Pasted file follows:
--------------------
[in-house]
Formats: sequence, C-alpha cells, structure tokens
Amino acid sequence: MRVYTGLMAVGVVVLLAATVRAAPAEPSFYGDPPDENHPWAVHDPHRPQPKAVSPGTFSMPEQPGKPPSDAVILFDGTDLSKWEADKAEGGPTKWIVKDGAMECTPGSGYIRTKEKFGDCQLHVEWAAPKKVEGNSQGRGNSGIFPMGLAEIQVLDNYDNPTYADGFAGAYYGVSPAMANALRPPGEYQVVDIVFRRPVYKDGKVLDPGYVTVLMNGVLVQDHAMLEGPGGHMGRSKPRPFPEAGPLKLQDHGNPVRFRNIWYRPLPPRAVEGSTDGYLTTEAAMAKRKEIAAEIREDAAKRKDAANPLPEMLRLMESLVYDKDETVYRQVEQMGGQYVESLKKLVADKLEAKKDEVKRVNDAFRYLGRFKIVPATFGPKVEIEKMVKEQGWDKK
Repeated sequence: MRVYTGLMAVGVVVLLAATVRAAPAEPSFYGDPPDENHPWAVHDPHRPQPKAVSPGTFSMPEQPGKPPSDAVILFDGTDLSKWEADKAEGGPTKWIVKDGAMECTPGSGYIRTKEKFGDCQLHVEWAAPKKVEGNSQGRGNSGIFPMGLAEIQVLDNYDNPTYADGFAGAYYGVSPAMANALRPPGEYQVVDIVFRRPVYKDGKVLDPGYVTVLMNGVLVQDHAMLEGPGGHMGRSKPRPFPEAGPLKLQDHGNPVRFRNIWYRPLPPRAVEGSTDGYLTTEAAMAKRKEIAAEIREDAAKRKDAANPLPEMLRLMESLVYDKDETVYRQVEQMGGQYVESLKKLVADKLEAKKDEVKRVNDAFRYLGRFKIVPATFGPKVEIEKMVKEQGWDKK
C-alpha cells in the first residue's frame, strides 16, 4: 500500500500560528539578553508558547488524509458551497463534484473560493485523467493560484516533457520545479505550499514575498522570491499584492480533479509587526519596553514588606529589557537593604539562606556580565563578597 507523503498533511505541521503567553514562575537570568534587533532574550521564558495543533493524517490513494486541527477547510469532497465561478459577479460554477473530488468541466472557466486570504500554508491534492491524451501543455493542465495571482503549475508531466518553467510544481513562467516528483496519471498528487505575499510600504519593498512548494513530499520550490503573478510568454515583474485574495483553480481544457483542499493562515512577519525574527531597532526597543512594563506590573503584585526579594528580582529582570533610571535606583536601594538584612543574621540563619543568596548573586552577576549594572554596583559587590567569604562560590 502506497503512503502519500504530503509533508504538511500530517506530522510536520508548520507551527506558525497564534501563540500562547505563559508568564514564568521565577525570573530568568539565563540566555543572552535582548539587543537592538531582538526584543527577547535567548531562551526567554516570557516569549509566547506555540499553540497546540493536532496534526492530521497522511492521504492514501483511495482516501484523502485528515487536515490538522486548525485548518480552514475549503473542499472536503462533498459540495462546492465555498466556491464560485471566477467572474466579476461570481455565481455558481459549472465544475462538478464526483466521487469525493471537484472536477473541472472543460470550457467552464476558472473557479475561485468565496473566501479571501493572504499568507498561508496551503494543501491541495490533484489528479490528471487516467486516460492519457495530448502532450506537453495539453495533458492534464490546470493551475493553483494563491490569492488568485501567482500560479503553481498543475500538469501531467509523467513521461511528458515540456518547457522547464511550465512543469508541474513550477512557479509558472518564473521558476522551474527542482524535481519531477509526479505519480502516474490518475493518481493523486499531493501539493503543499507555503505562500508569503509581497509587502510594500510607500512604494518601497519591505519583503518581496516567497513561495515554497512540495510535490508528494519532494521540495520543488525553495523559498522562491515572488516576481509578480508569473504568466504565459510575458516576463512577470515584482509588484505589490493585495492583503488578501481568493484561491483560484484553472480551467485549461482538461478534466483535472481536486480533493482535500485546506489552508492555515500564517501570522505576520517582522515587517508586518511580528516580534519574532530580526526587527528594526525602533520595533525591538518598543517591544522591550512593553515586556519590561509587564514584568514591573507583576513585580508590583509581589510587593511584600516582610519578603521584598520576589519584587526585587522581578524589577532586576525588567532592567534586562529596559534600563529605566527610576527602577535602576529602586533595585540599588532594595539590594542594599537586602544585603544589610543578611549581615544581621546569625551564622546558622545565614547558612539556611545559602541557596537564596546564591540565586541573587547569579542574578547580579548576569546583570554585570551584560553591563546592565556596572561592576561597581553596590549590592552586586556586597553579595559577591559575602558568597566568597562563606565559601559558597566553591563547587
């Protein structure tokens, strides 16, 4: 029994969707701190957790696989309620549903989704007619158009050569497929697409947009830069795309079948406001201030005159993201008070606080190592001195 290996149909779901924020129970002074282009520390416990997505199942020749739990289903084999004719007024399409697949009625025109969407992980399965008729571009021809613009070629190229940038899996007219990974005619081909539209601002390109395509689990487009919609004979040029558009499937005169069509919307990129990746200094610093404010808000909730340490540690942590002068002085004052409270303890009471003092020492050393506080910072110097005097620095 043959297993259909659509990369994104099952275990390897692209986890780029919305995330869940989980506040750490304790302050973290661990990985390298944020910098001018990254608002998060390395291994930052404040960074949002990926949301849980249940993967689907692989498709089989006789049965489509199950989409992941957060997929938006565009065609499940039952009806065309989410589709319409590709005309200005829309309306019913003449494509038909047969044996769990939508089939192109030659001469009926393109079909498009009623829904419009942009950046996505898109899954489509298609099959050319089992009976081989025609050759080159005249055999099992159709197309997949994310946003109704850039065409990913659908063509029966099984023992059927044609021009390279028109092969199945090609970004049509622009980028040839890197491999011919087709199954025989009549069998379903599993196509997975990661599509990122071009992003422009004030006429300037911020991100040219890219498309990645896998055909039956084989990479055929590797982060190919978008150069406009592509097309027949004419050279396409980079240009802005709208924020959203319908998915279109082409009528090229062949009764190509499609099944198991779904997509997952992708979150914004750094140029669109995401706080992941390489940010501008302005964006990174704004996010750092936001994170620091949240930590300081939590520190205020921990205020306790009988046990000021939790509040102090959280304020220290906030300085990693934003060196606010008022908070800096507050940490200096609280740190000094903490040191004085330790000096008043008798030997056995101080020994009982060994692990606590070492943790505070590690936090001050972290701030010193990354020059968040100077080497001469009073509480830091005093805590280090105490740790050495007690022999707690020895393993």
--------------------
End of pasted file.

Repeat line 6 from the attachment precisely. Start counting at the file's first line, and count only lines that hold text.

């Protein structure tokens, strides 16, 4: 029994969707701190957790696989309620549903989704007619158009050569497929697409947009830069795309079948406001201030005159993201008070606080190592001195 290996149909779901924020129970002074282009520390416990997505199942020749739990289903084999004719007024399409697949009625025109969407992980399965008729571009021809613009070629190229940038899996007219990974005619081909539209601002390109395509689990487009919609004979040029558009499937005169069509919307990129990746200094610093404010808000909730340490540690942590002068002085004052409270303890009471003092020492050393506080910072110097005097620095 043959297993259909659509990369994104099952275990390897692209986890780029919305995330869940989980506040750490304790302050973290661990990985390298944020910098001018990254608002998060390395291994930052404040960074949002990926949301849980249940993967689907692989498709089989006789049965489509199950989409992941957060997929938006565009065609499940039952009806065309989410589709319409590709005309200005829309309306019913003449494509038909047969044996769990939508089939192109030659001469009926393109079909498009009623829904419009942009950046996505898109899954489509298609099959050319089992009976081989025609050759080159005249055999099992159709197309997949994310946003109704850039065409990913659908063509029966099984023992059927044609021009390279028109092969199945090609970004049509622009980028040839890197491999011919087709199954025989009549069998379903599993196509997975990661599509990122071009992003422009004030006429300037911020991100040219890219498309990645896998055909039956084989990479055929590797982060190919978008150069406009592509097309027949004419050279396409980079240009802005709208924020959203319908998915279109082409009528090229062949009764190509499609099944198991779904997509997952992708979150914004750094140029669109995401706080992941390489940010501008302005964006990174704004996010750092936001994170620091949240930590300081939590520190205020921990205020306790009988046990000021939790509040102090959280304020220290906030300085990693934003060196606010008022908070800096507050940490200096609280740190000094903490040191004085330790000096008043008798030997056995101080020994009982060994692990606590070492943790505070590690936090001050972290701030010193990354020059968040100077080497001469009073509480830091005093805590280090105490740790050495007690022999707690020895393993």